Chef Perry loves the taste of sweet potatoes, but he also understands the other benefits of a vegetable that contains more beta-carotene than raw carrots, not to mention ample amounts of vitamins E and C. When it comes to these tuberous roots, it’s no mere figure of speech to say that their beauty really is more than skin deep. Peeling away their humble exterior reveals their true colors: orange, yellow, white, and even purple. These bright colors aren’t just pretty; they signal the presence of healthful antioxidants, which protect the body from cancer and cardiovascular disease.
Sweet potatoes are high in vitamins and potassium and low in calories and sodium, says Beth Reames, Ph.D., a registered dietitian at Louisiana State University Agricultural Center. They are a high-quality complex carbohydrate, have a moderate glycemic index (even though they are naturally sweet), and are high in fiber and low in fat—no wonder chef and author Dana Jacobi included them in her new 12 Best Foods Cookbook (Rodale, 2005).
By the way, sweet potato skins also contain vitamin C and antioxidants. Bob Perry knows that roasting or baking the vegetables with their skins on preserves a maximum amount of nutrients, and he says that kids (like his two boys) love to eat them prepared this way.
Sweet potatoes (Ipomoea batatas), members of the morning glory family, are grown from sprouts called slips. Be sure to order slips from a source that offers certified disease-free stock, because slips have been known to carry harmful diseases, including black rot. (We’ve listed reliable sources further down the page.) Planting and growing sweet potatoes is straightforward, but we’ve gathered these tips to make sure you get a sweet harvest next year:
Choose the right variety of sweet potato
Heirloom varieties taste better than more recent introductions, says Glenn Drowns, who grows 86 sweet potato varieties at the Sandhill Preservation Center in Calamus, Iowa. Drowns’ favorites are ‘Betty’s’, ‘Frazier White’, and ‘Ivis White Cream’. But those may not be the best choices for your garden. If you live in a cool-season climate, select a short-season variety (see “Cool-Season Tricks” below for specifics). In the South, plant a mixture of short- and long-season varieties and you can harvest sweet potatoes for several months. If you or other gardeners in your area have had problems with diseases affecting sweet potatoes, you can solve that the organic way by choosing resistant varieties. Root-knot nematodes and fusarium wilt, for instance, are prevalent in many areas of the South. ‘Excel’ (with orange flesh), ‘Jewel’ (deep orange), ‘White Regal’, and ‘Topaz’ resist these plagues. If you have very limited space, try a bush variety, such as ‘Porto Rico’ (light red) or ‘Vardaman’ (red orange).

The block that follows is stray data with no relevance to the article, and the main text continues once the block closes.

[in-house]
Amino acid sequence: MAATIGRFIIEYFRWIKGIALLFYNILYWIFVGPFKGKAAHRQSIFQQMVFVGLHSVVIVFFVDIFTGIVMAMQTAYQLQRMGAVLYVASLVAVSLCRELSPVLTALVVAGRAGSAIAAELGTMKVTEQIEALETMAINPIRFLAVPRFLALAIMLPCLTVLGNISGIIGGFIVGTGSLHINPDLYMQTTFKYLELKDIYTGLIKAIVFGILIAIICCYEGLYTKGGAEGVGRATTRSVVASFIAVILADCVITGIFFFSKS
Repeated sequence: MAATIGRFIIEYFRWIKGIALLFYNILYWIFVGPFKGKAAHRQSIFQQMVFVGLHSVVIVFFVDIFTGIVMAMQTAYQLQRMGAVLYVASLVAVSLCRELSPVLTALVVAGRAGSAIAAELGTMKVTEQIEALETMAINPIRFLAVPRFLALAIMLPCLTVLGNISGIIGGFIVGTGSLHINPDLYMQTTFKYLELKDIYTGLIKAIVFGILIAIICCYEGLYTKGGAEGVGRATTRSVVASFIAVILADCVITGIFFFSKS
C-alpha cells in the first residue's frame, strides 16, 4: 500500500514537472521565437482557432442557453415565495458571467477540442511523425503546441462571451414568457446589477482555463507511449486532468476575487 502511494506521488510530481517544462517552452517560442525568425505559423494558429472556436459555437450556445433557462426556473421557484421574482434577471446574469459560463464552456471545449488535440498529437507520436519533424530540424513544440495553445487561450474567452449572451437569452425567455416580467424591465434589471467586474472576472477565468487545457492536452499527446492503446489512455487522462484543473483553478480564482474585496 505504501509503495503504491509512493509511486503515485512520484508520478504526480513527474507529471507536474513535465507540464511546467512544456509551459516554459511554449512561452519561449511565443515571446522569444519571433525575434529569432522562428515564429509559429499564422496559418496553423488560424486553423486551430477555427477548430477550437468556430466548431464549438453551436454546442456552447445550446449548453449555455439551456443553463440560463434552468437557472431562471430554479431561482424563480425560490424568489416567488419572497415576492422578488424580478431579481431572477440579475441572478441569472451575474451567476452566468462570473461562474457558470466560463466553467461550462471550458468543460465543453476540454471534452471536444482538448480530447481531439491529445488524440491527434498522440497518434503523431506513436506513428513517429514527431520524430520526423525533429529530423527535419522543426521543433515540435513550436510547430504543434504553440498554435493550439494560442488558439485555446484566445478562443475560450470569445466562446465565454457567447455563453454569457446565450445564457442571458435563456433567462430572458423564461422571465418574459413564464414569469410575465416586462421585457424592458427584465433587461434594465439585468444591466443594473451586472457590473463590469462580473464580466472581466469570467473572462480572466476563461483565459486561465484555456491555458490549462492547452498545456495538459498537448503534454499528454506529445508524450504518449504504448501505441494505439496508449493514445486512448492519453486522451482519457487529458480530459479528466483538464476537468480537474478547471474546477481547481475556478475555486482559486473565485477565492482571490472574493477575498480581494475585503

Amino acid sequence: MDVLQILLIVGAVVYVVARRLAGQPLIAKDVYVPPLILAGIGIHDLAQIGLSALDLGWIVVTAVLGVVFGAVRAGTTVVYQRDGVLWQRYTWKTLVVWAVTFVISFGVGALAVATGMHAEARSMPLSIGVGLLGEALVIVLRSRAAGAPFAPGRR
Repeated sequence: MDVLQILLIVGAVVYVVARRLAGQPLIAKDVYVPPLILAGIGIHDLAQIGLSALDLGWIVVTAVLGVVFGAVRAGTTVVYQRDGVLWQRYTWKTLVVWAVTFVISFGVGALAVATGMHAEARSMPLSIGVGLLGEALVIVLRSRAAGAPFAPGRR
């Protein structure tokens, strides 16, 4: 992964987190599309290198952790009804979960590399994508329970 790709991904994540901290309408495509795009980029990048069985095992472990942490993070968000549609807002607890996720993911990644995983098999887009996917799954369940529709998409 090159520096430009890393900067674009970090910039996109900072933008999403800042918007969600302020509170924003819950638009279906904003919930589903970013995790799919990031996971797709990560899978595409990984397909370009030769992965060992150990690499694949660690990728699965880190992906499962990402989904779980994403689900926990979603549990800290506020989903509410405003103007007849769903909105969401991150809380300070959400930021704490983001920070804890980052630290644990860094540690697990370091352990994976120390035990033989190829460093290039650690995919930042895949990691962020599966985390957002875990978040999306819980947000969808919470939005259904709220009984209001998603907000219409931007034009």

Rotate the crop
“The most important thing gardeners should do is rotate,” states Danielle Treadwell, Ph.D., an organic and sustainable farming specialist at the University of Florida. Plant sweet potatoes in a different location every year to discourage wireworms, which will bore into the tubers and blemish them cosmetically (though they are still edible), and diseases such as black rot and scurf, which cause postharvest rotting. Don’t use the same space for sweet potatoes more than once every four years. If you have a small garden, consider growing them in containers and changing the soil each year.
Feed your soil
Grow cover crops—“green manure” plants that add organic matter and nutrients to your soil—to feed your sweet potatoes gently and steadily without additional fertilizers. The tuberous roots need no more nitrogen than is supplied by legume cover crops, such as field peas, says Treadwell. Mix seeds of a winter annual legume (field peas) with a cereal grain such as oats or rye. A 1-to-3 ratio of peas to grain will deliver enough, but not too much, nitrogen. Plant in fall, and when the legume blooms, mow down the cover crop and turn it 8 inches into the soil. This combination slowly releases nutrients into the soil, Treadwell says. Get a soil test to determine if you need to add other essential nutrients, such as phosphorus and potassium, or adjust your soil pH. “Sweet potatoes thrive where the pH is 5.6 to 6.5,” says Rosie Lerner, a consumer horticulture specialist at Purdue University.
If you’re not ready or able to grow cover crops in your garden, spread a 2-to-3-inch layer of finished compost on the bed where you want to plant sweet potatoes. Gently scratch the compost into the top 6 inches of soil before planting. The compost will nourish your sweet potatoes, balance the soil pH, discourage diseases, and help with moisture management. (How’s that for multitasking?)
Sweet potatoes grow best in warm soil and hot weather, Drowns says. Mound the soil in your bed into ridges. This helps heat up the soil in spring and also allows rainwater to drain away, protecting the tubers from rotting. Mound ridges two weeks before planting—18 inches wide and 10 inches high on light soils, 12 inches wide and 15 inches high on heavier soils. Allow 3 feet between rows.
Leave space between. Plant slips on the top of mounds, burying them up to their first set of leaves. Space plants 12 to 18 inches apart. Keep slips consistently moist for a week after planting.
Mulch the mounds
Cover the soil with mulch to conserve moisture and discourage weeds. In the North, laying black plastic mulch on the ground a week or two before planting is an effective way to warm the soil. To plant the slips, poke a hole in the plastic and set the plant in the hole. Mulch also helps produce bigger sweet potato yields by preventing the plant from rooting at spots where the vine and soil meet. These side roots draw energy away from root production on the main plant, Drowns explains. In southern zones, mulch protects plants from the sweet potato weevil (Cylas formicarius), a widespread pest that gains access to the roots through cracks in dry soil.
Harvest after frost